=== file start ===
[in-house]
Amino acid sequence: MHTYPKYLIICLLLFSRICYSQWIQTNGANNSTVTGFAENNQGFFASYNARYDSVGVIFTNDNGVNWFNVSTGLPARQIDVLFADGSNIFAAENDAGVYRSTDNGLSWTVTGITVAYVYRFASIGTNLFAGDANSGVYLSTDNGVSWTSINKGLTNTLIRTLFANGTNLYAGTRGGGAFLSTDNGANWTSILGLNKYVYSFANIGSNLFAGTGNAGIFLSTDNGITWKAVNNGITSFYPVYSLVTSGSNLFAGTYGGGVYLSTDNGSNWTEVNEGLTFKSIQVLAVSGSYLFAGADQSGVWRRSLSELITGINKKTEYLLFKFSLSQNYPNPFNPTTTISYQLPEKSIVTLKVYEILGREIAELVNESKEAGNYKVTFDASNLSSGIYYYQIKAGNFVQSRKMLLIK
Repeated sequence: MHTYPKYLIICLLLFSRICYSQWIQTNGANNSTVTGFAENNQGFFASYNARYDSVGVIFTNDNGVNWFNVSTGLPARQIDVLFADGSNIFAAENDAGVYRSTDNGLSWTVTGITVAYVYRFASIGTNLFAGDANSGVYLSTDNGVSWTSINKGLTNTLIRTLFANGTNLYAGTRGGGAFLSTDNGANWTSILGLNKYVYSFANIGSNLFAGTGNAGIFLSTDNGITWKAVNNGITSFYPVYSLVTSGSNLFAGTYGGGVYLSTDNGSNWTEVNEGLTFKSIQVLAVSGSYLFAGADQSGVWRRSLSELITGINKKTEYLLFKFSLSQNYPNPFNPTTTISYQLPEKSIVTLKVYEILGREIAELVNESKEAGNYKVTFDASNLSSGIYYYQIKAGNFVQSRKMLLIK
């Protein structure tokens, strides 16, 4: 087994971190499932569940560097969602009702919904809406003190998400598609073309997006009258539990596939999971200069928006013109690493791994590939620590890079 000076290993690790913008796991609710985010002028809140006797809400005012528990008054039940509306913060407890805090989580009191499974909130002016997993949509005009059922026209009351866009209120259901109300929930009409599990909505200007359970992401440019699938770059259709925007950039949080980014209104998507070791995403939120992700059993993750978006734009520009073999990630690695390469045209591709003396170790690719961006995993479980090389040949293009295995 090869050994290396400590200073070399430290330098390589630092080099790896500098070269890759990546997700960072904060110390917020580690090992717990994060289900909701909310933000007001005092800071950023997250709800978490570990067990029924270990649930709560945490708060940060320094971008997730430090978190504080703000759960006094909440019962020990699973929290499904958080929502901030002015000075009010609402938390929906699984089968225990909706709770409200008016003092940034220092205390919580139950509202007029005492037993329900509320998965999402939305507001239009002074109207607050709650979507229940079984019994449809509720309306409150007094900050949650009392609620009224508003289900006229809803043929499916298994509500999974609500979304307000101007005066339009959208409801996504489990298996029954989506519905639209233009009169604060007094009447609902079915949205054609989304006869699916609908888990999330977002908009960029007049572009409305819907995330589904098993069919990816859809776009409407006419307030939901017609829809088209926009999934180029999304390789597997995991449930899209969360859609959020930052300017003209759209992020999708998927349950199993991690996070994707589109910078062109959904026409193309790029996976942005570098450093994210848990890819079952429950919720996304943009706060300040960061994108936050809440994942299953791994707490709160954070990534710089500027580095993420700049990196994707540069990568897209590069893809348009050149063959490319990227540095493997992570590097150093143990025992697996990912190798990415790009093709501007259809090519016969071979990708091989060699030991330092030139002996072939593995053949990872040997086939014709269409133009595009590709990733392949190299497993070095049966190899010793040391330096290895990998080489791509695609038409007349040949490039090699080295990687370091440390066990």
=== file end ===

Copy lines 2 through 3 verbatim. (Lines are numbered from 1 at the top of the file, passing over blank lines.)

Amino acid sequence: MHTYPKYLIICLLLFSRICYSQWIQTNGANNSTVTGFAENNQGFFASYNARYDSVGVIFTNDNGVNWFNVSTGLPARQIDVLFADGSNIFAAENDAGVYRSTDNGLSWTVTGITVAYVYRFASIGTNLFAGDANSGVYLSTDNGVSWTSINKGLTNTLIRTLFANGTNLYAGTRGGGAFLSTDNGANWTSILGLNKYVYSFANIGSNLFAGTGNAGIFLSTDNGITWKAVNNGITSFYPVYSLVTSGSNLFAGTYGGGVYLSTDNGSNWTEVNEGLTFKSIQVLAVSGSYLFAGADQSGVWRRSLSELITGINKKTEYLLFKFSLSQNYPNPFNPTTTISYQLPEKSIVTLKVYEILGREIAELVNESKEAGNYKVTFDASNLSSGIYYYQIKAGNFVQSRKMLLIK
Repeated sequence: MHTYPKYLIICLLLFSRICYSQWIQTNGANNSTVTGFAENNQGFFASYNARYDSVGVIFTNDNGVNWFNVSTGLPARQIDVLFADGSNIFAAENDAGVYRSTDNGLSWTVTGITVAYVYRFASIGTNLFAGDANSGVYLSTDNGVSWTSINKGLTNTLIRTLFANGTNLYAGTRGGGAFLSTDNGANWTSILGLNKYVYSFANIGSNLFAGTGNAGIFLSTDNGITWKAVNNGITSFYPVYSLVTSGSNLFAGTYGGGVYLSTDNGSNWTEVNEGLTFKSIQVLAVSGSYLFAGADQSGVWRRSLSELITGINKKTEYLLFKFSLSQNYPNPFNPTTTISYQLPEKSIVTLKVYEILGREIAELVNESKEAGNYKVTFDASNLSSGIYYYQIKAGNFVQSRKMLLIK